The players controlling both Foxfire the rogue and Gargamel the wizard were not able to make it to our second session, so we had to roll on the Escaping the Dungeon chart. This would be the first test of the system. They had a fairly accurate map and weren’t too far away from the entrance to the complex, so I gave them a 75% chance of escaping without having to roll on the Failed Escapes table. Aaaaaand… They both failed.
So then we went to roll up the results for Gargamel. He got a 2 which tells me to roll on the Lingering Injury table, DMG page 272. Doing so got him a horrible scar that gives him disadvantage on persuasion and advantage on intimidate checks. It can be healed with magical healing of sixth or higher level.
In rolling up Foxfire’s results, they couldn’t have been worse. Straight off, she died. Then her companions rolled that they didn’t know where her body was. But that didn’t matter because the roll to see whether her body was destroyed shows that it was, in fact, utterly destroyed.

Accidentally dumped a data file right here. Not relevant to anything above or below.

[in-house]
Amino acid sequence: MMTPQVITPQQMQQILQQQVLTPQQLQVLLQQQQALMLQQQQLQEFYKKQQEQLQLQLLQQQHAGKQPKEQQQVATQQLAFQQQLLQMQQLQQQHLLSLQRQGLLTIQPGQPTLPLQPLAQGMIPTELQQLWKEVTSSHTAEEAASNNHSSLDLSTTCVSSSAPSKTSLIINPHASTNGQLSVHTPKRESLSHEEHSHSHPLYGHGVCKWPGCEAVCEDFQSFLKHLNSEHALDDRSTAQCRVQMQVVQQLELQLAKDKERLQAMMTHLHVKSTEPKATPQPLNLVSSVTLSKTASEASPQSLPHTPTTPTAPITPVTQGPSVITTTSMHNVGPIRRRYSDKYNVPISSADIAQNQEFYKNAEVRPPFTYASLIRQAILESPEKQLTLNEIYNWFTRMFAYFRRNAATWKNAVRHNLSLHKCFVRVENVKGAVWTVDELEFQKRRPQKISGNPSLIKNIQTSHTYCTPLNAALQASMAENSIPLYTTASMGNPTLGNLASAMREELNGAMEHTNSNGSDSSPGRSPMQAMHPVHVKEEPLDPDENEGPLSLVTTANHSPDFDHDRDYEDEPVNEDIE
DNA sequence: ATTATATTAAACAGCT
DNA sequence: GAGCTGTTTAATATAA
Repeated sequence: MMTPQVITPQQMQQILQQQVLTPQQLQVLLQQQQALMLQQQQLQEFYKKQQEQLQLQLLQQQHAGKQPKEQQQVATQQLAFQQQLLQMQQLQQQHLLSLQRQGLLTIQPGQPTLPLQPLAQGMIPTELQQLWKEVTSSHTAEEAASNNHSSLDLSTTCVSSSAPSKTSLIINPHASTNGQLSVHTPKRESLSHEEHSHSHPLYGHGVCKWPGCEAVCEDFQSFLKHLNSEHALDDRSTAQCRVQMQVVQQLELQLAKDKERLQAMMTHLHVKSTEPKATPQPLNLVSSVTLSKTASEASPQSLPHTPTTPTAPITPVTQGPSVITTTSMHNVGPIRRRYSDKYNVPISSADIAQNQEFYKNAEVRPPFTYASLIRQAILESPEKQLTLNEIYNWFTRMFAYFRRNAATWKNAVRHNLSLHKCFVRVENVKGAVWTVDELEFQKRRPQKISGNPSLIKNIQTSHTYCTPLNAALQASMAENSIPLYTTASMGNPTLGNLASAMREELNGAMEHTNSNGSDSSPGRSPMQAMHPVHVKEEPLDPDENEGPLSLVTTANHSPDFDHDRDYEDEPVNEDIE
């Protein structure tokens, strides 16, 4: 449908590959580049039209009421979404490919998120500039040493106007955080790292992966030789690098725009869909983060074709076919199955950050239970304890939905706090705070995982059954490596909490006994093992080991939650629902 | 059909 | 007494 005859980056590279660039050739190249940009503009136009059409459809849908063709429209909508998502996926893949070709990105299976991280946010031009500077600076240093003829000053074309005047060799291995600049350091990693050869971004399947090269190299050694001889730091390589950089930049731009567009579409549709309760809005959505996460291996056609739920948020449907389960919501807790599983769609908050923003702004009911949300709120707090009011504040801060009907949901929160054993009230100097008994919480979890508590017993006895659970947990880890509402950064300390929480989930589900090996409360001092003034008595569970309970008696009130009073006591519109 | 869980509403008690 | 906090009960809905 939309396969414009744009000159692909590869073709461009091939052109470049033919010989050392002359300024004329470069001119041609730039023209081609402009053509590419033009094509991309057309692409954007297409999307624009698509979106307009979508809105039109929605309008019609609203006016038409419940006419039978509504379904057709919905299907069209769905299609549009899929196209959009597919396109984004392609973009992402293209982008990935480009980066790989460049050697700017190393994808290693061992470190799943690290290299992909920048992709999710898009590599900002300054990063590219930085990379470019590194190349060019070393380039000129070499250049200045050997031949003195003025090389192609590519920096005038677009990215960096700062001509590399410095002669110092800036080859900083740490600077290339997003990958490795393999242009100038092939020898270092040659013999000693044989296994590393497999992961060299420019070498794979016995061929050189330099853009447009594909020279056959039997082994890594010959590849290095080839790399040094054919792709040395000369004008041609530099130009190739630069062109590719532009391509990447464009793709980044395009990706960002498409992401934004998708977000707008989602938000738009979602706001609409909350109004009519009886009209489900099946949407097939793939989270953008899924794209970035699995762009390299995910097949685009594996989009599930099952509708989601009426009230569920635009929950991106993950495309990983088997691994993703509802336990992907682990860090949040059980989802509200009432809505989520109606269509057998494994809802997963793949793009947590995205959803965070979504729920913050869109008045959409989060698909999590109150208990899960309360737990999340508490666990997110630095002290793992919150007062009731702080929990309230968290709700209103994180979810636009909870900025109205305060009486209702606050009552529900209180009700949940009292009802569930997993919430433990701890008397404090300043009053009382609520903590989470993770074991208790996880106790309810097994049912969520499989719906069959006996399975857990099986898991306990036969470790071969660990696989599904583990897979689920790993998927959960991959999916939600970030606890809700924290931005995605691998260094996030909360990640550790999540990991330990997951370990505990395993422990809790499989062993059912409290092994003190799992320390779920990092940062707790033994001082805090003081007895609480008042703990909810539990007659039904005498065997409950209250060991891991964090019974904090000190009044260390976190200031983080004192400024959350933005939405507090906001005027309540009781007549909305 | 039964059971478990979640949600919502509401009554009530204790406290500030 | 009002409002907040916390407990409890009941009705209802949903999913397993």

So. This didn’t feel right on a few levels. One: I didn’t want to disobey the dice rolls. I am very deliberately doing any and all rolls on the table, out in the open, that will do damage to the PCs. I don’t want there to be any fudging when it comes to them taking damage. Two: this is the first character of a first time ever RPG player and she had only played once. Add to that, her reasons for not being there were real life stuff out of her control. So it didn’t feel right to utterly destroy her character right off the bat.
Thus, the mulligan rule was born. Pretty straight forward. Every character gets a do over on the Failed Escapes table.
Rolling again, Foxfire rolled a straight 1, escaping Stonehell without incident.